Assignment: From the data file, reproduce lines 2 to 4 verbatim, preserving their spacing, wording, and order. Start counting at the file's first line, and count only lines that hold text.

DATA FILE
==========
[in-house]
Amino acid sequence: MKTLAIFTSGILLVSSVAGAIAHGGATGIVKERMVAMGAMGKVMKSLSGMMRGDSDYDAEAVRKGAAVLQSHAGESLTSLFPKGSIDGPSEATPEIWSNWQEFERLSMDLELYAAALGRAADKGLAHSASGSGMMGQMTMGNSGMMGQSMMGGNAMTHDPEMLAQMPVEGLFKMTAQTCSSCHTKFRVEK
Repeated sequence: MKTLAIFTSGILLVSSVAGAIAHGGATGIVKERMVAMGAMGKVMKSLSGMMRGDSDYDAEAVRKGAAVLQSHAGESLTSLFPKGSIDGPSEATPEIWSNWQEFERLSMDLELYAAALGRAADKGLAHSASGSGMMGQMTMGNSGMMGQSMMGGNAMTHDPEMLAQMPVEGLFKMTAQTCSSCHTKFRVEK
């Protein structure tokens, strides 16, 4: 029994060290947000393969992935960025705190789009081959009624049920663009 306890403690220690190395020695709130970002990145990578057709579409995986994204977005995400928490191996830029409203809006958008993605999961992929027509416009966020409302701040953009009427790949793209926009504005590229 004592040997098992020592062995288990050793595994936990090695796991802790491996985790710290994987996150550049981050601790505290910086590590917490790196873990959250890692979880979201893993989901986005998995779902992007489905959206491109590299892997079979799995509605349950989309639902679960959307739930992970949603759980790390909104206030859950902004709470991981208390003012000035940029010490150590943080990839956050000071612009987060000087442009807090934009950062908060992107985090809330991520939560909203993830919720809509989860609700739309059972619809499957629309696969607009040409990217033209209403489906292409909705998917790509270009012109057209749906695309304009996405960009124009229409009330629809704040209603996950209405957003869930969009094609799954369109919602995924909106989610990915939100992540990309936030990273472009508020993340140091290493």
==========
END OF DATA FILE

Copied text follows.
Amino acid sequence: MKTLAIFTSGILLVSSVAGAIAHGGATGIVKERMVAMGAMGKVMKSLSGMMRGDSDYDAEAVRKGAAVLQSHAGESLTSLFPKGSIDGPSEATPEIWSNWQEFERLSMDLELYAAALGRAADKGLAHSASGSGMMGQMTMGNSGMMGQSMMGGNAMTHDPEMLAQMPVEGLFKMTAQTCSSCHTKFRVEK
Repeated sequence: MKTLAIFTSGILLVSSVAGAIAHGGATGIVKERMVAMGAMGKVMKSLSGMMRGDSDYDAEAVRKGAAVLQSHAGESLTSLFPKGSIDGPSEATPEIWSNWQEFERLSMDLELYAAALGRAADKGLAHSASGSGMMGQMTMGNSGMMGQSMMGGNAMTHDPEMLAQMPVEGLFKMTAQTCSSCHTKFRVEK
């Protein structure tokens, strides 16, 4: 029994060290947000393969992935960025705190789009081959009624049920663009 306890403690220690190395020695709130970002990145990578057709579409995986994204977005995400928490191996830029409203809006958008993605999961992929027509416009966020409302701040953009009427790949793209926009504005590229 004592040997098992020592062995288990050793595994936990090695796991802790491996985790710290994987996150550049981050601790505290910086590590917490790196873990959250890692979880979201893993989901986005998995779902992007489905959206491109590299892997079979799995509605349950989309639902679960959307739930992970949603759980790390909104206030859950902004709470991981208390003012000035940029010490150590943080990839956050000071612009987060000087442009807090934009950062908060992107985090809330991520939560909203993830919720809509989860609700739309059972619809499957629309696969607009040409990217033209209403489906292409909705998917790509270009012109057209749906695309304009996405960009124009229409009330629809704040209603996950209405957003869930969009094609799954369109919602995924909106989610990915939100992540990309936030990273472009508020993340140091290493």